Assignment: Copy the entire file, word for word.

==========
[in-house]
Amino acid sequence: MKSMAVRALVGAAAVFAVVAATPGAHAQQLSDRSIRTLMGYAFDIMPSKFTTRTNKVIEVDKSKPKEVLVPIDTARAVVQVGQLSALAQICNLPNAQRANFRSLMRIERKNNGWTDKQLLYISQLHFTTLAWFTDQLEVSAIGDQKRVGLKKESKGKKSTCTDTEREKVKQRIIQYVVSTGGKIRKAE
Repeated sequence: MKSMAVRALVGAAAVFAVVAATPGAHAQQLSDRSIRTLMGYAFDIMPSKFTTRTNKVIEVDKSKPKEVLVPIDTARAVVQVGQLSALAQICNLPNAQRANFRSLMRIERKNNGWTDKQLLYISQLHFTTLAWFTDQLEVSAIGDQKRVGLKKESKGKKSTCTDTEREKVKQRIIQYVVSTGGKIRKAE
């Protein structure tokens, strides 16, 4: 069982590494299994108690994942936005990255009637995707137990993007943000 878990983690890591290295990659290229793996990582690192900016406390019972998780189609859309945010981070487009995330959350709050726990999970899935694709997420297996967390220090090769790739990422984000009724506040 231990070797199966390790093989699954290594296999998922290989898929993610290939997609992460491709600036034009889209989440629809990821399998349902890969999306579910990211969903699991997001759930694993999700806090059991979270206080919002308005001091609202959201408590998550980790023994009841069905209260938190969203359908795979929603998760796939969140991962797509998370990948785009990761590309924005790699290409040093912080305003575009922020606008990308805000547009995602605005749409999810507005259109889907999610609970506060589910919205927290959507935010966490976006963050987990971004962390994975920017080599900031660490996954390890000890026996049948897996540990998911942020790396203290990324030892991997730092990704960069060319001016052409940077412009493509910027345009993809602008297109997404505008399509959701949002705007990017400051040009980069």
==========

[in-house]
Amino acid sequence: MKSMAVRALVGAAAVFAVVAATPGAHAQQLSDRSIRTLMGYAFDIMPSKFTTRTNKVIEVDKSKPKEVLVPIDTARAVVQVGQLSALAQICNLPNAQRANFRSLMRIERKNNGWTDKQLLYISQLHFTTLAWFTDQLEVSAIGDQKRVGLKKESKGKKSTCTDTEREKVKQRIIQYVVSTGGKIRKAE
Repeated sequence: MKSMAVRALVGAAAVFAVVAATPGAHAQQLSDRSIRTLMGYAFDIMPSKFTTRTNKVIEVDKSKPKEVLVPIDTARAVVQVGQLSALAQICNLPNAQRANFRSLMRIERKNNGWTDKQLLYISQLHFTTLAWFTDQLEVSAIGDQKRVGLKKESKGKKSTCTDTEREKVKQRIIQYVVSTGGKIRKAE
């Protein structure tokens, strides 16, 4: 069982590494299994108690994942936005990255009637995707137990993007943000 878990983690890591290295990659290229793996990582690192900016406390019972998780189609859309945010981070487009995330959350709050726990999970899935694709997420297996967390220090090769790739990422984000009724506040 231990070797199966390790093989699954290594296999998922290989898929993610290939997609992460491709600036034009889209989440629809990821399998349902890969999306579910990211969903699991997001759930694993999700806090059991979270206080919002308005001091609202959201408590998550980790023994009841069905209260938190969203359908795979929603998760796939969140991962797509998370990948785009990761590309924005790699290409040093912080305003575009922020606008990308805000547009995602605005749409999810507005259109889907999610609970506060589910919205927290959507935010966490976006963050987990971004962390994975920017080599900031660490996954390890000890026996049948897996540990998911942020790396203290990324030892991997730092990704960069060319001016052409940077412009493509910027345009993809602008297109997404505008399509959701949002705007990017400051040009980069």